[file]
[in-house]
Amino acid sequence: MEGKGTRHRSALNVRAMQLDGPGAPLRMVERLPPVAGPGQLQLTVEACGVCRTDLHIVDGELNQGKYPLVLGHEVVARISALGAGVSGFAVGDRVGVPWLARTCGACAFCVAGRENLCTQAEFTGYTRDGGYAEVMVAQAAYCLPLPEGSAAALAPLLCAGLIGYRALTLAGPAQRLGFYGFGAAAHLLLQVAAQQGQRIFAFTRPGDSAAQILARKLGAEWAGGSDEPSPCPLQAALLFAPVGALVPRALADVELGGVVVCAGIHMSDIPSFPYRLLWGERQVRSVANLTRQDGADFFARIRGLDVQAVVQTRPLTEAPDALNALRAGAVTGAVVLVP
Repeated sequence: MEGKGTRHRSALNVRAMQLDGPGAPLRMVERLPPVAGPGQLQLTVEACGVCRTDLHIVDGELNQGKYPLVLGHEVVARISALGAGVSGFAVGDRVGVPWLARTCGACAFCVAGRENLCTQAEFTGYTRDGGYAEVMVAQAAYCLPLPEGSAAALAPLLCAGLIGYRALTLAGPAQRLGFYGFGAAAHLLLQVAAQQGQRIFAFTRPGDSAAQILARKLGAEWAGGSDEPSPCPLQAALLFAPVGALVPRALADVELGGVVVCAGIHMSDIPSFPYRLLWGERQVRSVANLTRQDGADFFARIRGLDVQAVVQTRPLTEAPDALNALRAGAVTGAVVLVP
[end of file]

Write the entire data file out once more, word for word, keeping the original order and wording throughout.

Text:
[in-house]
Amino acid sequence: MEGKGTRHRSALNVRAMQLDGPGAPLRMVERLPPVAGPGQLQLTVEACGVCRTDLHIVDGELNQGKYPLVLGHEVVARISALGAGVSGFAVGDRVGVPWLARTCGACAFCVAGRENLCTQAEFTGYTRDGGYAEVMVAQAAYCLPLPEGSAAALAPLLCAGLIGYRALTLAGPAQRLGFYGFGAAAHLLLQVAAQQGQRIFAFTRPGDSAAQILARKLGAEWAGGSDEPSPCPLQAALLFAPVGALVPRALADVELGGVVVCAGIHMSDIPSFPYRLLWGERQVRSVANLTRQDGADFFARIRGLDVQAVVQTRPLTEAPDALNALRAGAVTGAVVLVP
Repeated sequence: MEGKGTRHRSALNVRAMQLDGPGAPLRMVERLPPVAGPGQLQLTVEACGVCRTDLHIVDGELNQGKYPLVLGHEVVARISALGAGVSGFAVGDRVGVPWLARTCGACAFCVAGRENLCTQAEFTGYTRDGGYAEVMVAQAAYCLPLPEGSAAALAPLLCAGLIGYRALTLAGPAQRLGFYGFGAAAHLLLQVAAQQGQRIFAFTRPGDSAAQILARKLGAEWAGGSDEPSPCPLQAALLFAPVGALVPRALADVELGGVVVCAGIHMSDIPSFPYRLLWGERQVRSVANLTRQDGADFFARIRGLDVQAVVQTRPLTEAPDALNALRAGAVTGAVVLVP